The Significance of Stephen’s Death!

17 Nov

70 Weeks Prophecy.- 2jpg

Stephen was one of the “Seven” (Acts 6:3, 5) that were anointed for their labor in the word of God and the leadership of the Grecian Jewish believers who resettled in Jerusalem. Apparently he was a very outspoken believer, testifying and proving that Jesus was the Messiah (Acts 6:9-10). It should be noted that he got himself into trouble, because those who opposed him couldn’t refute his testimony, just as was the case of Jesus during his ministry. It should also be understood that false witnesses were used to testify against Stephen, just as it was concerning Jesus when he was brought before the Sanhedrin. These similarities are not coincidences. This was the first time blood was shed among the believers since the crucifixion.[1]

Stephen was accused of speaking blasphemy against the Temple and Moses (or the Law—God’s word). In Acts 7 when the high priest asked Stephen to give an account of himself, Stephen mentioned three of Israel’s important forefathers: Abraham, Joseph and Moses. God met with Abraham in Mesopotamia and called him away from his family and blessed him. God blessed Joseph in the land of Egypt, so that he was able to save his entire family. He met with Moses in Median, appearing to him in a bush, and commissioned him to lead Israel out of bondage in Egypt. In each case God blessed his people without their having a Temple, and each one of them were outside the Promised Land. Stephen claimed God didn’t need a Temple to bless or to dwell with his people. This is essentially what Jesus told the woman at the well in the Gospel of John, saying that the time was coming when those who worship God will do so in spirit and in truth (John 4:23-24).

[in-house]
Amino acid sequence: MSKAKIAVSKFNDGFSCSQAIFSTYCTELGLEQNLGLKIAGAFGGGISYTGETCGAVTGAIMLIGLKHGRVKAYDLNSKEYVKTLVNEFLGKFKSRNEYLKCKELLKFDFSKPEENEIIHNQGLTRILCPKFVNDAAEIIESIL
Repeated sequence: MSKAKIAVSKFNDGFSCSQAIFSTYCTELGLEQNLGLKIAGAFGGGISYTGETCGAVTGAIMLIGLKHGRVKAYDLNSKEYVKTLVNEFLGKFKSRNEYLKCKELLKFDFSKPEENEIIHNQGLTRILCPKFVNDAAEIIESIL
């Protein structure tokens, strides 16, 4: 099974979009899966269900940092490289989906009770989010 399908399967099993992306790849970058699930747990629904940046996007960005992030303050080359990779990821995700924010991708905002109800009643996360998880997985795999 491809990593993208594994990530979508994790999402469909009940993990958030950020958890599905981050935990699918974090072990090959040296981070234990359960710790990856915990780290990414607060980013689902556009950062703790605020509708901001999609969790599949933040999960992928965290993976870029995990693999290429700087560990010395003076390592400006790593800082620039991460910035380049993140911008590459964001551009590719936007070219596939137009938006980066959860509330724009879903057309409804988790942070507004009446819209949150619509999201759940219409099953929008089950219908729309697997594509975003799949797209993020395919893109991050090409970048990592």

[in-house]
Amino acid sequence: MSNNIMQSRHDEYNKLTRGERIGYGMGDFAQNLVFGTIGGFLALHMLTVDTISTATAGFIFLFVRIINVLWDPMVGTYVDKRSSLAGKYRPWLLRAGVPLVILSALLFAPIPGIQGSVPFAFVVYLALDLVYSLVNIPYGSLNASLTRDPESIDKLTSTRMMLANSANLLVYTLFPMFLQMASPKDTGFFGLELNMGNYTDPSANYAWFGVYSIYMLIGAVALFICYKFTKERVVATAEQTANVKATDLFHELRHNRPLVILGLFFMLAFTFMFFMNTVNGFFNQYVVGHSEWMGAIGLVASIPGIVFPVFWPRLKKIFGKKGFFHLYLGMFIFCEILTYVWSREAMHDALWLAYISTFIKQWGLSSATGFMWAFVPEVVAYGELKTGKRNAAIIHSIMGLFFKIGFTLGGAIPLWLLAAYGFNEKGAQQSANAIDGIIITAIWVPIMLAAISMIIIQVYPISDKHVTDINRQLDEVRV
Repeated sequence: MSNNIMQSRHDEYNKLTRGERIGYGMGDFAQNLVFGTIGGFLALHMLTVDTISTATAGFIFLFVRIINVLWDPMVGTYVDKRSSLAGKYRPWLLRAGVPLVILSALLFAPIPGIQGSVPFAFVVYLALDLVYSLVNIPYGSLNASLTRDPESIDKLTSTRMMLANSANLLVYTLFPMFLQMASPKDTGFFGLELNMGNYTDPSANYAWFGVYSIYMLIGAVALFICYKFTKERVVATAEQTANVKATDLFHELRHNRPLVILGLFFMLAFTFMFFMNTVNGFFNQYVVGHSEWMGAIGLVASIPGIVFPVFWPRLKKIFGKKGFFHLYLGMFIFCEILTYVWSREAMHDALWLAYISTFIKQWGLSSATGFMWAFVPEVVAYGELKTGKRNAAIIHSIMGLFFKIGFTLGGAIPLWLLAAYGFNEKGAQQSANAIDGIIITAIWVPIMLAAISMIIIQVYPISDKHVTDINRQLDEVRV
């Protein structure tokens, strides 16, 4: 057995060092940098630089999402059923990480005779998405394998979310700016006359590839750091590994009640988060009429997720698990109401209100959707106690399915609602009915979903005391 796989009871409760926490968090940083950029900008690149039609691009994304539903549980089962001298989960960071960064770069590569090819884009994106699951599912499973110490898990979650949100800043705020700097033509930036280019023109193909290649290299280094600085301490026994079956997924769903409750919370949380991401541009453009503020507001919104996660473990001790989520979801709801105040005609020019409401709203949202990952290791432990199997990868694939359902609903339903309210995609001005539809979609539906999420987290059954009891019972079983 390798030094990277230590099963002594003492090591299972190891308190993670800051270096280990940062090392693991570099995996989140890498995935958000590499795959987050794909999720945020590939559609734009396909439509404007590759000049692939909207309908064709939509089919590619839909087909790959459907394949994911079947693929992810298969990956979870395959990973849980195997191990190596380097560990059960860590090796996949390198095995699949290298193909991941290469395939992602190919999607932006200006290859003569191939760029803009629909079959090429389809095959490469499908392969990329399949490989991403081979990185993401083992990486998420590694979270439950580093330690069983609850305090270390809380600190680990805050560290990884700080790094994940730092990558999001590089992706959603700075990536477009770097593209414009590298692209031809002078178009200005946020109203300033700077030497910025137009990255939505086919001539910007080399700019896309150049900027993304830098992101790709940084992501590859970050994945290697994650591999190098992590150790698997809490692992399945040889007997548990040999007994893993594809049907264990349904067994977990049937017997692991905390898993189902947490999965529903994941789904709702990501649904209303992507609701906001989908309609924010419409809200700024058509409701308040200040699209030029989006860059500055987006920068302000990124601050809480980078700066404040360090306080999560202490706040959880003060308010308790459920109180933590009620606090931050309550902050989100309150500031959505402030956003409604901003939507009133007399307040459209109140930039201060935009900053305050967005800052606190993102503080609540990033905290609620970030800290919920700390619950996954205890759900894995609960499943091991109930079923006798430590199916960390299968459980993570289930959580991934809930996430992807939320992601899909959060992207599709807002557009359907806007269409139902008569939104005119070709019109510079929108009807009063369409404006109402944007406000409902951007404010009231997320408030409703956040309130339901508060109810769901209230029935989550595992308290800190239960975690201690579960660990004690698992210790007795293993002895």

Stephen concluded by saying when David wanted to build a Temple, God as much as took issue with his desire, asking what house could he possibly build for him, since he (God) created everything that exists (Acts 7:46-50), thus implying the universe is too small to contain him (cf. 1Kings 8:27; 2Chronicles 2:6)!

It was at this time his accusers rushed upon him and took him out of the city and stoned him to death. Stephen’s death was very significant in the early church. It represents a kind of dividing line for what occurred before and what occurred afterward. The Gospel was preached to the Jews alone before Stephen’s death, but afterward it went to the Samaritans, who were a mixed race and only partly Jewish, and then to the gentiles. Why should this be so? Why is it that Stephen’s death should point to this?

I mentioned in an earlier post that the first half of the 70 Weeks Prophecy was fulfilled during Jesus public life. It would seem logical for the second half of that prophecy to be fulfilled immediately. However, this isn’t quite so. It **should** have been completed immediately, because that would have meant the Jewish nation repented and received Jesus as the Messiah. However, that didn’t occur. Therefore, the second half of the week would be fulfilled in judgment upon the nation (70 AD), instead of its vindication had the days been fulfilled immediately (34 AD).